We recently implemented our own bring-your-own programme. We caught up with Andy Roberts, Head of IT Workplace at O2, to find out how it’s going.

It’s a hot topic, this consumerisation thing. As an employee, being allowed and empowered to bring your own device into work and use it at work, with access to work email, intranet and all the other things that frustrating until now, have only been available on work laptops and smartphones. It is something every organisation wants to be able to do. Here at O2, within three months of putting the bring-your-own policy in place, we had around 1000 employees using their own devices. And we’ve already seen an increase in productivity and employee morale because of it.

Letting people use their own technology at work has many benefits. By allowing personal devices to connect to our networks through the bring-your-own programme, you avoid the risk of this happening in an uncontrolled way. For example, within hours of the iPad 3 launch, we had one connected to our network. Luckily it complied with our bring-your-own policy, and so was able to connect safely and securely.

We learnt some things that you might find useful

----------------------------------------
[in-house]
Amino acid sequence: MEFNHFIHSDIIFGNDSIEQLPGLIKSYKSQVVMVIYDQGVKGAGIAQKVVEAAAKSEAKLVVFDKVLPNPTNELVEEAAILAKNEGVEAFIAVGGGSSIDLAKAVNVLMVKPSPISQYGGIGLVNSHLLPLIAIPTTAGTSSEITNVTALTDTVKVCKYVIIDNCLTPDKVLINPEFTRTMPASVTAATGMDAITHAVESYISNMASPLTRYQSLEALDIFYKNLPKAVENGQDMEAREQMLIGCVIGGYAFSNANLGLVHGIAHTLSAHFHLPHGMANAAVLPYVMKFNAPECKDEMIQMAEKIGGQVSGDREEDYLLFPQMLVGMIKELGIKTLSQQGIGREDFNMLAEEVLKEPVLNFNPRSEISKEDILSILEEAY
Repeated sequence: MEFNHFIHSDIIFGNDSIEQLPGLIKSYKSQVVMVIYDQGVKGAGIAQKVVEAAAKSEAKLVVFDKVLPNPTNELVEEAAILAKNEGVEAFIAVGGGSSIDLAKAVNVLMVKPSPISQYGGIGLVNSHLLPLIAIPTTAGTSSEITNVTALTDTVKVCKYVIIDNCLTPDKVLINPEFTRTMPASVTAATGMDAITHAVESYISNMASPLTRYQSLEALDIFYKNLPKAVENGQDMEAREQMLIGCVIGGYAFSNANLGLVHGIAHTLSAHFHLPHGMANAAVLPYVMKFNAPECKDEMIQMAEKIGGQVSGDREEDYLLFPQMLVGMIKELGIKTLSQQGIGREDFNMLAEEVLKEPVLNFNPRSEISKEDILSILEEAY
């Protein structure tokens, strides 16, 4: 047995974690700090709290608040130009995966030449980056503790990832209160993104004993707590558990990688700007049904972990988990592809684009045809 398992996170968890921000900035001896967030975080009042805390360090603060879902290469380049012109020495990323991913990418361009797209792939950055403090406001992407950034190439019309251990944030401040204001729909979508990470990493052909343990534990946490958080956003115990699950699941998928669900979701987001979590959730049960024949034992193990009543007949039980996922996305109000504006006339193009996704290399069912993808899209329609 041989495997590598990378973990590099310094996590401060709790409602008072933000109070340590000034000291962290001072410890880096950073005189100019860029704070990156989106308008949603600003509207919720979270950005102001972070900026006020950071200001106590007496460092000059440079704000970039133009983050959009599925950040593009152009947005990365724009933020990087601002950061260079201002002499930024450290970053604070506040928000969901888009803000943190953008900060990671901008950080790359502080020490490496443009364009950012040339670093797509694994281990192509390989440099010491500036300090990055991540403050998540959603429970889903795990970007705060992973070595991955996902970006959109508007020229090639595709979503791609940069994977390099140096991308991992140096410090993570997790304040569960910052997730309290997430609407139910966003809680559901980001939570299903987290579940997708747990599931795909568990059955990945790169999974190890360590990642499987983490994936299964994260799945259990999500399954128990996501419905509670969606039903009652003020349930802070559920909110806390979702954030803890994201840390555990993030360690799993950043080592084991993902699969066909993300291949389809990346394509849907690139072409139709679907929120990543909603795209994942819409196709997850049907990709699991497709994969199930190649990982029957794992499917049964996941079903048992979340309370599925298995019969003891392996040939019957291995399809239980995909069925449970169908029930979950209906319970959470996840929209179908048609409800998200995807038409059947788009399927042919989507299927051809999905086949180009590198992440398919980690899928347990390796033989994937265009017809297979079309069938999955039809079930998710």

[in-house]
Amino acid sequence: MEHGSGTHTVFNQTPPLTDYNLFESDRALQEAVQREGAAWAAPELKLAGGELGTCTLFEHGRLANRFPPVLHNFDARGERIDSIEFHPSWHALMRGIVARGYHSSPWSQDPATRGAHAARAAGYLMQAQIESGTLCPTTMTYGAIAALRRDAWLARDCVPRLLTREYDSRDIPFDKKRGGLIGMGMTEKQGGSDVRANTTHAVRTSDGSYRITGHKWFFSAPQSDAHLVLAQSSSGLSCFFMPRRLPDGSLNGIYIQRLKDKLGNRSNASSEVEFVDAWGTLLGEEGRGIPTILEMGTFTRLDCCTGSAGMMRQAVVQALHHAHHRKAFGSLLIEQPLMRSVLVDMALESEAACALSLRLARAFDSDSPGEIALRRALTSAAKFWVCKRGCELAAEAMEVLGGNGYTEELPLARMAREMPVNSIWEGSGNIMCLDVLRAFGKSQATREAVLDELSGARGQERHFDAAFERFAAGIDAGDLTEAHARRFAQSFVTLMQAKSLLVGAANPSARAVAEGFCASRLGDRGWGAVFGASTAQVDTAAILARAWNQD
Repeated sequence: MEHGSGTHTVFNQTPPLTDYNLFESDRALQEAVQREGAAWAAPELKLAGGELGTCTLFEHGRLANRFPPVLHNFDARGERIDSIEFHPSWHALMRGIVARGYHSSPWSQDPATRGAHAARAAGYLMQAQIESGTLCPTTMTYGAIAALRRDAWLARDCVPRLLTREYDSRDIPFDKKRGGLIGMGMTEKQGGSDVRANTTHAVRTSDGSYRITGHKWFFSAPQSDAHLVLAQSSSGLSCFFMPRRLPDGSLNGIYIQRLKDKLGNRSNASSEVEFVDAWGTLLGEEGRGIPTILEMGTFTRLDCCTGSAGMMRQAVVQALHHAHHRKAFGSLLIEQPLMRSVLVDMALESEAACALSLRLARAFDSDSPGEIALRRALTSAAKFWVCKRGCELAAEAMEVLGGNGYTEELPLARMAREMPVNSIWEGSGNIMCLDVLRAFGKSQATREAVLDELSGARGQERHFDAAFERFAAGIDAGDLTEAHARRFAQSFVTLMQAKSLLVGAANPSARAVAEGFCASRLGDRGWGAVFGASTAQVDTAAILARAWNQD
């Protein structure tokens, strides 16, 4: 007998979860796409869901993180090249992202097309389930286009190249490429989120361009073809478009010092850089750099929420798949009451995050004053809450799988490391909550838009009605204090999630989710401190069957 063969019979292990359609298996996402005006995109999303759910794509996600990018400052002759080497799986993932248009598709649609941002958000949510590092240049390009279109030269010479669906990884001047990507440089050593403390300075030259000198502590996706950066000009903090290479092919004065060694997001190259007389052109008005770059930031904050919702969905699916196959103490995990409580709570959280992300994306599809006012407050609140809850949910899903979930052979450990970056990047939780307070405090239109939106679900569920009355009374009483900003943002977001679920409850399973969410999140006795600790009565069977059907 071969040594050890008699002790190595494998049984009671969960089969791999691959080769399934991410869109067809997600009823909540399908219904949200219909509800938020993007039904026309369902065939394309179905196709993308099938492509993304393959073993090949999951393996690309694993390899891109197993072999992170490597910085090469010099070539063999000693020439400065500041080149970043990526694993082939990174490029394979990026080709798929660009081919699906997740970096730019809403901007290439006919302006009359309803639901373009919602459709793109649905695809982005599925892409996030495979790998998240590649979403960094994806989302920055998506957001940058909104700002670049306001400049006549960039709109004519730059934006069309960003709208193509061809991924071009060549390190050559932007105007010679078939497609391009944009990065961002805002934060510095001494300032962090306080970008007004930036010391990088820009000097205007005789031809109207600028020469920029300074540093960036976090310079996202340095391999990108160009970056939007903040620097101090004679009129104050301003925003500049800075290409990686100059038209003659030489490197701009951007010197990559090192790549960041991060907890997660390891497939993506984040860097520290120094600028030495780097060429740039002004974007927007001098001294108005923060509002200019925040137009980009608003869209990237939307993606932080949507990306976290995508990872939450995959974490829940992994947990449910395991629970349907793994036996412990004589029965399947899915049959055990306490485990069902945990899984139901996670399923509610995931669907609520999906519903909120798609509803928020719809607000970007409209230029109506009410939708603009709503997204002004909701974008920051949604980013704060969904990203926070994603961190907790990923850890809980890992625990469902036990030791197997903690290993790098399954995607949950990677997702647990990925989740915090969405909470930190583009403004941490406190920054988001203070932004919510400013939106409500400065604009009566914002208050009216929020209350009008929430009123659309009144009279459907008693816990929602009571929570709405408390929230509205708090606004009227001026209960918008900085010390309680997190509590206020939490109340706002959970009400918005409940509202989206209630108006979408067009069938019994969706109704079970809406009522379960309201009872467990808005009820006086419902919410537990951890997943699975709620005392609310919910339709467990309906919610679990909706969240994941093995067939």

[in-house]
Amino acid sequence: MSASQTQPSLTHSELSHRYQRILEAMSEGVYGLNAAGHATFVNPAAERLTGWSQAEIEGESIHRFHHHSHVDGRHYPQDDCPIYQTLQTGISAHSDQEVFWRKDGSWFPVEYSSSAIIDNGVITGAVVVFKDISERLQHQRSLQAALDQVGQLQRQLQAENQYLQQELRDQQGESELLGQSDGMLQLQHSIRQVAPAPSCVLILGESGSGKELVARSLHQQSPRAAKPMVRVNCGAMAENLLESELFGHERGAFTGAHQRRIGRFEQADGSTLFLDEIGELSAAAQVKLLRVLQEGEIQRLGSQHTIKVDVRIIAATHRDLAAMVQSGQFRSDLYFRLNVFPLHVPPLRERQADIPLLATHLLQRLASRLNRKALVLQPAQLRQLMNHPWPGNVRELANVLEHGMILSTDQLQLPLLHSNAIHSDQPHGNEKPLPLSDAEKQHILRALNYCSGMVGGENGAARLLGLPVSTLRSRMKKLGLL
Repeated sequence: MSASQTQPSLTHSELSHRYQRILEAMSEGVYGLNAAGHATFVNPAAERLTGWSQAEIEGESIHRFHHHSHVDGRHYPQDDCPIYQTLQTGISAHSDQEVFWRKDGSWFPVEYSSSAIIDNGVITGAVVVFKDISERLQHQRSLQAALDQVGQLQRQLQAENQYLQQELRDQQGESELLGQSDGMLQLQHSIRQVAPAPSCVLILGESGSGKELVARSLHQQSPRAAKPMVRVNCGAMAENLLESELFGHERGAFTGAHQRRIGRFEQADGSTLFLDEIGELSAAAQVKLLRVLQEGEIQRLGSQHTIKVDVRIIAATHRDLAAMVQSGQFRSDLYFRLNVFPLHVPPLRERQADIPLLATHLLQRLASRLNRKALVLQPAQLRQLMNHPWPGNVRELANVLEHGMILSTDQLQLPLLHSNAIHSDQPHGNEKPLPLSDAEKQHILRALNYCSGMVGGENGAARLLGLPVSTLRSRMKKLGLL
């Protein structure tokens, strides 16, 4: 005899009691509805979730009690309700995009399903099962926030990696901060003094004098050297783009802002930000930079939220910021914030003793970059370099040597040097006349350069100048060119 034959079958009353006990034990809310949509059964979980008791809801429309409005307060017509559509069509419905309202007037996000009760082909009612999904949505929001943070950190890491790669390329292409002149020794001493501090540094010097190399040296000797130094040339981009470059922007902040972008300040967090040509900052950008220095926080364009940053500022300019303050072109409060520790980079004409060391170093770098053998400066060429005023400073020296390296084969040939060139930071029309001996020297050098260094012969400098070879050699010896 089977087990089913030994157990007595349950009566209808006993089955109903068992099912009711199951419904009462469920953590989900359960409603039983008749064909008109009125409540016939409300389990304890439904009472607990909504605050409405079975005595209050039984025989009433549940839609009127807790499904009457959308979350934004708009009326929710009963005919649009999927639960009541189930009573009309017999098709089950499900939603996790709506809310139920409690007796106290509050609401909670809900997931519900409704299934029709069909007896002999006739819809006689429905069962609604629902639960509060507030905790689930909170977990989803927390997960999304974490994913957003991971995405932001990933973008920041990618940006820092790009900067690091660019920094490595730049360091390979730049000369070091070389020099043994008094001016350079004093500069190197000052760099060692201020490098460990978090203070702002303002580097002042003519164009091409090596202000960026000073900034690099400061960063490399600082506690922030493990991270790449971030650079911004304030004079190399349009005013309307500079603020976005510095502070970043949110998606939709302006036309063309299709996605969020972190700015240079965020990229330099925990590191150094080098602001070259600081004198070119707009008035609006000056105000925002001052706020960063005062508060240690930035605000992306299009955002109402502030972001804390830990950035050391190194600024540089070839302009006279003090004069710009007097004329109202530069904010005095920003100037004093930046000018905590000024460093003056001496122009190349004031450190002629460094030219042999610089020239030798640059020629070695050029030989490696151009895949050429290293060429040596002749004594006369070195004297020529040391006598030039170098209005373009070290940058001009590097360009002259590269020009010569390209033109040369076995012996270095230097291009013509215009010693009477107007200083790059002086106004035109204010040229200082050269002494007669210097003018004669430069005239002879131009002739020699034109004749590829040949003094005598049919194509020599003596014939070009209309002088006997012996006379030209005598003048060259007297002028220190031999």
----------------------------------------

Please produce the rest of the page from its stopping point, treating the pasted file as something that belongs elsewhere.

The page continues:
First – you’ve got to get it right from the word go. Once a bring-your-own programme is in place, it’s hard to take back.  So it’s important to do your homework. We carried out research among other IT decision-makers and enterprise end users. And we asked our employees what they wanted from bring-your-own.

Secondly, you also need to consider the legal and financial implications. It’s important to be clear about who would be eligible to join, and which devices will be allowed to access the network. A clear bring-your-own policy will help make sure everyone knows what’s expected of them.

Once the planning was finalised, we launched a programme consisting of three schemes:

  • Secure my mobile device – Allows users to access basic enterprise services (email, contacts and calendars) on their personal devices. Software separates personal and business data, so the business data can be wiped if, say, an individual leaves the company or the device goes missing.
  • Plus 1 – For mobile workers who need access to a wider range of corporate services on their personal devices.
  • Bring-your-own computer (BYOC) – Enables our mobile workers to exchange their business laptop for their own laptop. Plus 1 and BYOC use desktop virtualisation technology that lets people move seamlessly between business and personal devices.

The rewards

We’ve found that people using their own devices are working more productively and efficiently. The bring-your-own programme is also helping us to change our organisational culture, as we support the workplace in a new, less rigid way.

Our people like having more choice, and they’re showing their appreciation through increased goodwill towards IT and a real appetite for the bring-your-own programme. Over the long term we expect to see financial rewards too, especially a reduction in hardware and ongoing maintenance costs.

To find out more about bring-your-own programmes and how O2 can help your business reap the benefits of consumerisation, talk to us or click here to find out more.

Journalists can contact the Virgin Media O2 press office on:
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